In Italy, December 8 is a religious and civic holiday. In some areas of Puglia communities gather to build a big bonfire on that day. There are various explanations for its meaning: some believe that it symbolizes purification from sin or impurities, others that it is a type of prayer asking that the land be fertile this year. The fire is often accompanied by tastings of regional wines, dishes like the puccia (roll filled with cheese and sometimes tuna), and Baccalà, or fish.


Another custom in Italy that struck me as different than in California was the focus on the Nativity scene. In the neighborhood in Rome where I lived, there was a yearly contest in which children would create the coolest nativity scene, and the priest would come and visit each one, take notes, and then decide on the three top winners.


But the nativity scenes never had the statue of the baby before Christmas eve.


Step 4: Christmas day. Let's start with the food.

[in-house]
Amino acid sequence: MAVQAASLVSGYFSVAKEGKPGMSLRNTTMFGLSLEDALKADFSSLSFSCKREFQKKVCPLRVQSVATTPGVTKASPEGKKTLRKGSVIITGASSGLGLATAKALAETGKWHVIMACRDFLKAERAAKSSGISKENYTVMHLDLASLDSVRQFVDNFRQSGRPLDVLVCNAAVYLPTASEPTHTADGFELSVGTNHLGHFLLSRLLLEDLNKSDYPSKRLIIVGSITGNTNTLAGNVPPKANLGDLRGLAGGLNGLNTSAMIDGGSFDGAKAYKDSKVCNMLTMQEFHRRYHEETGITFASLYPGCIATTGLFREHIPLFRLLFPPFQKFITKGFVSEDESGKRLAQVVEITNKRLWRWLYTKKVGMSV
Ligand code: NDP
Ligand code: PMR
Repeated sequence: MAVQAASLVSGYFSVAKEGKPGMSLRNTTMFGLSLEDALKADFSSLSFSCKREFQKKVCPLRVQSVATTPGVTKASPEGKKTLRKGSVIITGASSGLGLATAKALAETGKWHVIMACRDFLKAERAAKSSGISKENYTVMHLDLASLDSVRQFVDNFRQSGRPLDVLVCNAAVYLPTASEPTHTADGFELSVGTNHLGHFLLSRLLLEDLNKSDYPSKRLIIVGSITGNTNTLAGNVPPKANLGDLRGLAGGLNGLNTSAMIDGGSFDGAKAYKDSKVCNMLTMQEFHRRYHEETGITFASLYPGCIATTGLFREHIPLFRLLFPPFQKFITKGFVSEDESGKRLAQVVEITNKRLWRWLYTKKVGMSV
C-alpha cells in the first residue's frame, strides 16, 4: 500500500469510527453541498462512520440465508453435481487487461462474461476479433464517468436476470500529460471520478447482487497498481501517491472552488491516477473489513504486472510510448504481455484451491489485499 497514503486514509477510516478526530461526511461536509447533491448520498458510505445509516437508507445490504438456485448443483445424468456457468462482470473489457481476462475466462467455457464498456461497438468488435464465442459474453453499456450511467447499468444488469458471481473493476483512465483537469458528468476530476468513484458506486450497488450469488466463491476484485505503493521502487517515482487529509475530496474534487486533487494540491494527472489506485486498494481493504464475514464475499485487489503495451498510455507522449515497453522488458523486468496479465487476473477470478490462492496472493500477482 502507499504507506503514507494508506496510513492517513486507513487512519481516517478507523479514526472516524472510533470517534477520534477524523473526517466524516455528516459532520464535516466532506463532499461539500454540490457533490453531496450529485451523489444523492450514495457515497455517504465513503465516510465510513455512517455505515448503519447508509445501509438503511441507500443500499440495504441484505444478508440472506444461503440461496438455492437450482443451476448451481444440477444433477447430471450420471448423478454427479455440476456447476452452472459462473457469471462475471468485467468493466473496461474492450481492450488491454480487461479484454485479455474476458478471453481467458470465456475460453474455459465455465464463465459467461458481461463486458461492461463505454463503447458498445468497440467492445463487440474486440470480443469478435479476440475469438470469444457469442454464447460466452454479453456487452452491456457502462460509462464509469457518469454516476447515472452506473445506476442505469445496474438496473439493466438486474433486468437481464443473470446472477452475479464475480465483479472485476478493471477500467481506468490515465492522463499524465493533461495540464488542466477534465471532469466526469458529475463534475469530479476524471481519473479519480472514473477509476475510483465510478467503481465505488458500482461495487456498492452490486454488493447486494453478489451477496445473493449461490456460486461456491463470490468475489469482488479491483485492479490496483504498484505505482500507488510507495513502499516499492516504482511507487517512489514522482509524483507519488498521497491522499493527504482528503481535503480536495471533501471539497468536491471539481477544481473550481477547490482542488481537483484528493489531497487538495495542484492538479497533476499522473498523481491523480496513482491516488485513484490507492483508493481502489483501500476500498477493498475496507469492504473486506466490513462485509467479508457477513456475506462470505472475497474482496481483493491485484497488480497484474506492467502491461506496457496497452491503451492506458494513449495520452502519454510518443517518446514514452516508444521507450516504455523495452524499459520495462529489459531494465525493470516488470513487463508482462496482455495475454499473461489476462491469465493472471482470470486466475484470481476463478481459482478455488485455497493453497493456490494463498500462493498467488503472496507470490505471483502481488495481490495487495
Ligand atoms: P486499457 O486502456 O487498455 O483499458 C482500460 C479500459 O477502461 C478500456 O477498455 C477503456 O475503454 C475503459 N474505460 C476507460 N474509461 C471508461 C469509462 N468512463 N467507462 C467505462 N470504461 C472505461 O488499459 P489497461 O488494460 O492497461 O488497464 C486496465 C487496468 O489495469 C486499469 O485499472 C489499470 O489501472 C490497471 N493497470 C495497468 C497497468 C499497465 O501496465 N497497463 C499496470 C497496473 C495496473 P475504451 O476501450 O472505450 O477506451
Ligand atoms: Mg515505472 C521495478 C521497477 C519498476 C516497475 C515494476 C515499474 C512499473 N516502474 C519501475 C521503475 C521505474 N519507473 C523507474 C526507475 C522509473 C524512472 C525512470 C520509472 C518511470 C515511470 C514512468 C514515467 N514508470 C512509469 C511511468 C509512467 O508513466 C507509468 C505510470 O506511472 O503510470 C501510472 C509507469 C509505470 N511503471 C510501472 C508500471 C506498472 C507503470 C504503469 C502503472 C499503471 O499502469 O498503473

We all know about panettone, so I'll skip that here. I love it, overeat it, and it is now available everywhere in the US. Enough said about panettone.


As many know, foods in Italy are regional, so what one may cook for a Christmas feast, say, in the Dolomites, will be different from Lecce.


My experience of Christmas eve meals begins in Rome, where we ate fish or vegetarian dishes as a nod to a Christmas eve fast of previous ages. Nothing extravagant, but it was/is always a nice fish-based meal.

Some regions of Italy have more elaborate traditions of serving seven types of fish on Christmas eve and other specific dishes marked out for the eve of the great feast.


Meals on Christmas day are incredible multi-dish, multi-serving creations. In Italy, I have had the privilege of experiencing Christmas dinners (pranzo) in homes, seminaries, and restaurants.


Let's talk about restaurants.

My experiences of Christmas day meals at restaurants have not been great. When we did dine out, we had no choice since we were traveling.


I frequented a restaurant a bit off the beaten path not far from Piazza Navona in Rome. The food was always fine.

We were in Rome on Christmas day one year and hoped for an excellent festive meal. This restaurant was open, so my partner and I slipped in, got a table, and were served a pretty bad meal.

Some years later, we were in Assisi, and I knew we would need to eat somewhere on Christmas day. So I researched and read Yelp reviews and found one with high marks, so I made a reservation a month beforehand.